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Thanksgiving Survival Guide

Roasting Times

November 18, 1998

A turkey's doneness should be judged by its internal temperature rather than by the clock. Because new breeds of turkey cook more quickly than birds of years past and because the method of cooking may affect cooking time, cooking charts are not the best way to judge a turkey's doneness. Always use a thermometer.

And what is the proper temperature for a roasted turkey? The answer is complicated. The official recommendation of the U.S. Department of Agriculture is 180 degrees, (that's five degrees less than the recommendation a few years ago). But one expert at the USDA told us that harmful bacteria that may be present in raw poultry are effectively destroyed at 147 degrees. (The danger zone in which bacteria thrive and grow is 40 to 140 degrees. ) And the USDA recommendation for poultry is 160 degrees.

The reason for the higher recommendation? For one, home ovens and thermometers aren't always calibrated accurately; the higher recommended temperature allows for a solid margin of error. It also leads to dried-out meat. Our compromise temperature is 165 degrees.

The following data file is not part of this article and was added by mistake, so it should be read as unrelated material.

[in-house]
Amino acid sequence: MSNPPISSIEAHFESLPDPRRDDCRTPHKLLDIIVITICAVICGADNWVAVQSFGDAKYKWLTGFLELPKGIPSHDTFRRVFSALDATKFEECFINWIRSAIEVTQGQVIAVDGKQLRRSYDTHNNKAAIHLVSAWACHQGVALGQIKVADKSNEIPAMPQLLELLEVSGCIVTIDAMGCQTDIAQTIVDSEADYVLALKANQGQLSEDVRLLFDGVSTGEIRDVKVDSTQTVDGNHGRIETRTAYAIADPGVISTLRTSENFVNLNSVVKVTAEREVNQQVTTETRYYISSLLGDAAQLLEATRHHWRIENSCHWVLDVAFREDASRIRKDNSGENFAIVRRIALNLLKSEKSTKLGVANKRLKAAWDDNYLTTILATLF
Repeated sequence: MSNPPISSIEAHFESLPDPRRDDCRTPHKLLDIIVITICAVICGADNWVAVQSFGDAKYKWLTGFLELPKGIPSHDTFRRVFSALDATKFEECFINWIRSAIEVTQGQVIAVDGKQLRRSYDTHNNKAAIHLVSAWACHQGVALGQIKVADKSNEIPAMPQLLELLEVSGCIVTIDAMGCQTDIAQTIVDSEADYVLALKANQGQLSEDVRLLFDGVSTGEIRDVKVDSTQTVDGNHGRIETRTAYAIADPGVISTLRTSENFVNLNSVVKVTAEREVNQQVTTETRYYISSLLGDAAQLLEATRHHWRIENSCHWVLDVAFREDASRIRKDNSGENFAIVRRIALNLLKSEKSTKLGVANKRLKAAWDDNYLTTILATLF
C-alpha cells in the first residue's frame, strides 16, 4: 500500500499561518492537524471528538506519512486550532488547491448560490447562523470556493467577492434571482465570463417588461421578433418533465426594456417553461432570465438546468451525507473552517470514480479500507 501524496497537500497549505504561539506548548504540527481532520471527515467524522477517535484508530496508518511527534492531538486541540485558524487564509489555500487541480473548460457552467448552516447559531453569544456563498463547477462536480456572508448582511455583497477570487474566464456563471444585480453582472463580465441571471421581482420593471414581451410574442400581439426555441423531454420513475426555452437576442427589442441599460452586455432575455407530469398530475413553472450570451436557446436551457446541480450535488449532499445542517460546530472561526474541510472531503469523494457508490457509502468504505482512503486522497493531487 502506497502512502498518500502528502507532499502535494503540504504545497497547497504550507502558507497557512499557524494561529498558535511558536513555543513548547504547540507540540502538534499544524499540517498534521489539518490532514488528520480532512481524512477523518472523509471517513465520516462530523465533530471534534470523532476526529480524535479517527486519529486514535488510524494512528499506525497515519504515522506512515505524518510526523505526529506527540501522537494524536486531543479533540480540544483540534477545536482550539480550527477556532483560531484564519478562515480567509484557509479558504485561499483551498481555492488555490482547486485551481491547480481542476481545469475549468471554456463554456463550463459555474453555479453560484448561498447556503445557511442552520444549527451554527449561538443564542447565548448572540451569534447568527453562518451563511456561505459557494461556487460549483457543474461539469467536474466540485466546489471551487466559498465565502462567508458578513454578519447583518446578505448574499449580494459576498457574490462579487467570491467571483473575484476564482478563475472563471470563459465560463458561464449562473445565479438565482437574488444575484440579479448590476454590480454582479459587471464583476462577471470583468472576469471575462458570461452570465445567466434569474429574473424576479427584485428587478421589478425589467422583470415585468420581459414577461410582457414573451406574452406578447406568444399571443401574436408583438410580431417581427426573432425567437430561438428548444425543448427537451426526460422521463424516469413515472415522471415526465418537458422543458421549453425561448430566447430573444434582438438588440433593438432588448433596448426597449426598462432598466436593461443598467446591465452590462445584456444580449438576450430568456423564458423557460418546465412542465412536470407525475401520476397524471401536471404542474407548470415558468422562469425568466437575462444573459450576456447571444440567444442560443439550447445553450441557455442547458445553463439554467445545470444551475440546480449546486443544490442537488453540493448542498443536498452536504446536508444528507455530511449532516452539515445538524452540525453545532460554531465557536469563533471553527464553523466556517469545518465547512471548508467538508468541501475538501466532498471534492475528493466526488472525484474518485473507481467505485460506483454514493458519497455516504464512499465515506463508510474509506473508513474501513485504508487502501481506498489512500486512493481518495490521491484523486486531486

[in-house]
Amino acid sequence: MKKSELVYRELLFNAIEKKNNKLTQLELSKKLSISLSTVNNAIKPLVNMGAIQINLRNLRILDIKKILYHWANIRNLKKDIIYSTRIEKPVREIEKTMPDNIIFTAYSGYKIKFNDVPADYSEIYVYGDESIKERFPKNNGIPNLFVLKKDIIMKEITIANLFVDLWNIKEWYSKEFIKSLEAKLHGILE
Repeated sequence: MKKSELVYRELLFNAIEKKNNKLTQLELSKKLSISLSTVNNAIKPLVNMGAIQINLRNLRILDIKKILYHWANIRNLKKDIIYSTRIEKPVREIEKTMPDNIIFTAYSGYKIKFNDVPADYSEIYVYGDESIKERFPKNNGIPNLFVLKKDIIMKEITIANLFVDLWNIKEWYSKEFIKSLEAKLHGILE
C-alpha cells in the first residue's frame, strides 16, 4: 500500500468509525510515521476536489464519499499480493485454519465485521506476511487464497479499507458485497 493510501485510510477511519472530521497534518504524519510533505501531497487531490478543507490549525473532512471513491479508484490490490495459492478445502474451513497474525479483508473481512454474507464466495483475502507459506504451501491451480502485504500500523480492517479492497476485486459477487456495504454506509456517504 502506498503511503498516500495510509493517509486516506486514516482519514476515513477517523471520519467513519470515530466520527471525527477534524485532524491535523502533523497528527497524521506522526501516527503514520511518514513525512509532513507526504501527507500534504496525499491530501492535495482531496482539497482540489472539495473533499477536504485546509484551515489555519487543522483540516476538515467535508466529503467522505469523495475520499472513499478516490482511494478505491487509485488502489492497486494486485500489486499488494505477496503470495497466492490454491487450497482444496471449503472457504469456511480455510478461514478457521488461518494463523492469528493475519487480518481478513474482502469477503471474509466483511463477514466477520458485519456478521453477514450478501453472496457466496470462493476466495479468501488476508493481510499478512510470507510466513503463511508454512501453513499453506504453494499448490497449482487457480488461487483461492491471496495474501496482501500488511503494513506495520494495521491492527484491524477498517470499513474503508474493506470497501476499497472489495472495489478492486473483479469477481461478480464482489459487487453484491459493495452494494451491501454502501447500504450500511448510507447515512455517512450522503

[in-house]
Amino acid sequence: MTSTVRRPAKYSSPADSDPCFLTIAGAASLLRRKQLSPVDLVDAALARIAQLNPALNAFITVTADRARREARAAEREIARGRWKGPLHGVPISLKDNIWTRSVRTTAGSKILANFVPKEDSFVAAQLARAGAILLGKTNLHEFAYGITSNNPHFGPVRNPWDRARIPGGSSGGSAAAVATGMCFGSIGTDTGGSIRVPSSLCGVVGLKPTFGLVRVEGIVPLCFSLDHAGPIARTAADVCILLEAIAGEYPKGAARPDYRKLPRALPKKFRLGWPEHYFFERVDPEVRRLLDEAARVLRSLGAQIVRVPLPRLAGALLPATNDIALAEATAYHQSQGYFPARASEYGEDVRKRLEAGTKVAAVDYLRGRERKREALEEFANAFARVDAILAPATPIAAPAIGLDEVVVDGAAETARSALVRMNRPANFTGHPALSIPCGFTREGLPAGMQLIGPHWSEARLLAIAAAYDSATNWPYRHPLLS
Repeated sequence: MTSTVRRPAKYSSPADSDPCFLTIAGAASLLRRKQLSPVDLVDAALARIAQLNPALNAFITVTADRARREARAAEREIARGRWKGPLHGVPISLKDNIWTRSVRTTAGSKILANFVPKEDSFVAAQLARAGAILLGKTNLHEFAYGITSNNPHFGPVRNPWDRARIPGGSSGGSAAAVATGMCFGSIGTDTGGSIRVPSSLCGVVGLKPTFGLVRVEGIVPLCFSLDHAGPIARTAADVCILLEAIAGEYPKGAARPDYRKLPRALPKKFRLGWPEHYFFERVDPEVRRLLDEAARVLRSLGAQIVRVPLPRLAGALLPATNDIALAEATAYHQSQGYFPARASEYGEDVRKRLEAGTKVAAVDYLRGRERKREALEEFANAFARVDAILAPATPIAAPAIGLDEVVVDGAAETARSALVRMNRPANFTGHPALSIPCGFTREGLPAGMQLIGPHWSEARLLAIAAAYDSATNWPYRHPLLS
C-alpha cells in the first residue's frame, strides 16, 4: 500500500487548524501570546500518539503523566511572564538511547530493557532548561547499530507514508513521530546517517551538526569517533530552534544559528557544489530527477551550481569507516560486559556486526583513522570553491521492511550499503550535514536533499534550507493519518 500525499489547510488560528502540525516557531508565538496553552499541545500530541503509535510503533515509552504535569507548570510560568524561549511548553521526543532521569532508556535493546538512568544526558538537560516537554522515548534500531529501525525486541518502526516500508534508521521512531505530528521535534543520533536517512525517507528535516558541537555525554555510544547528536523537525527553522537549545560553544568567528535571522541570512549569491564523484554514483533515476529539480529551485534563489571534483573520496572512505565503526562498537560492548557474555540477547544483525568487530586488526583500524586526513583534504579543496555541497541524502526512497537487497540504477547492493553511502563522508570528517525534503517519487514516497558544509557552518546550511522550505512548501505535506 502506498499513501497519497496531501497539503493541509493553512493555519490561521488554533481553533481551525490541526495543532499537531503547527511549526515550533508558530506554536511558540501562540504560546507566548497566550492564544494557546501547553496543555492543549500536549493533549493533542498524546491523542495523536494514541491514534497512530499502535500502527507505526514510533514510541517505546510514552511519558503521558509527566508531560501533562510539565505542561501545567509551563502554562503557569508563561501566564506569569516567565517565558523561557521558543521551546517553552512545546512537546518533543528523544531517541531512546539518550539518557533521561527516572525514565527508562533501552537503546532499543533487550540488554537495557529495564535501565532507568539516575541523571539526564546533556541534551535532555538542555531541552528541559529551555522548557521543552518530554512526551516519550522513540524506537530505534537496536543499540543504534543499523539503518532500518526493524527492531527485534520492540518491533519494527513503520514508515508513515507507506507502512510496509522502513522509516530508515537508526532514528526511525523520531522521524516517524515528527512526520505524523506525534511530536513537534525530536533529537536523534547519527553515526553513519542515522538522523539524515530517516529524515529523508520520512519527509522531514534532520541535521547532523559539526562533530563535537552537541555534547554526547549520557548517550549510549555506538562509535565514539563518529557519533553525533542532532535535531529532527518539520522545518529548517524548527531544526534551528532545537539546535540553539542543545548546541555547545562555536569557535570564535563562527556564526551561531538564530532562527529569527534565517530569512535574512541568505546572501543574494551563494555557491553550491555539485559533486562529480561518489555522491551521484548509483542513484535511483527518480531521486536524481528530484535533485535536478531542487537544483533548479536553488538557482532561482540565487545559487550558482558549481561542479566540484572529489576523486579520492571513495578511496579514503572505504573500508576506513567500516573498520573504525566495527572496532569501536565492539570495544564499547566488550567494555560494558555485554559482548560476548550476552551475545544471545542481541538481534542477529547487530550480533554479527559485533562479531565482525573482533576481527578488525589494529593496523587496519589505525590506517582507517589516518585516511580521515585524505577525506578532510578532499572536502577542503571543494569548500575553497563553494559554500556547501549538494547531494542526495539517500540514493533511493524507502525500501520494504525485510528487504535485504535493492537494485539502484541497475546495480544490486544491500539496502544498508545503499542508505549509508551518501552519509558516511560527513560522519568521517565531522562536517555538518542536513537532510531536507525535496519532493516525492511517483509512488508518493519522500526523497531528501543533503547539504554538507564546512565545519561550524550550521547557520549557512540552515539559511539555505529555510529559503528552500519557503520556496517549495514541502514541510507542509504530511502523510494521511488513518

Note that there is usually a 10-degree increase in temperature that comes in the 15 to 20 minutes between removing the bird from the oven and carving it. That "push" after roasting should result in a final temperature of around 175 degrees. If you are cooking a stuffed turkey, the temperature of the stuffing at its center should be at least 165 degrees.

Insert the thermometer into the innermost part of the thigh, taking care not to touch the bone.

If you don't have a thermometer, you can test by hand: Wiggle the tip of the drumstick. It should move easily when done. Or poke the bird with a knife to see if the juices run clear.

We've included the USDA's time estimates for determining how long it should take a turkey to get to 180 degrees. Use it even if you're cooking your turkey to 165 degrees to help budget your time.



8 to 12 pounds--2 3/4 to 3 hours

12 to 14 pounds--3 to 3 3/4 hours

14 to 18 pounds--3 3/4 to 4 1/4 hours

18 to 20 pounds--4 1/4 to 4 1/2 hours

20 to 24 pounds--4 1/2 to 5 hours



8 to 12 pounds--3 to 3 1/2 hours

12 to 14 pounds-- 3 1/2 to 4 hours

14 to 18 pounds--4 to 4 1/4 hours

18 to 20 pounds--4 1/4 to 4 3/4 hours

20 to 24 pounds--4 3/4 to 5 1/4 hours

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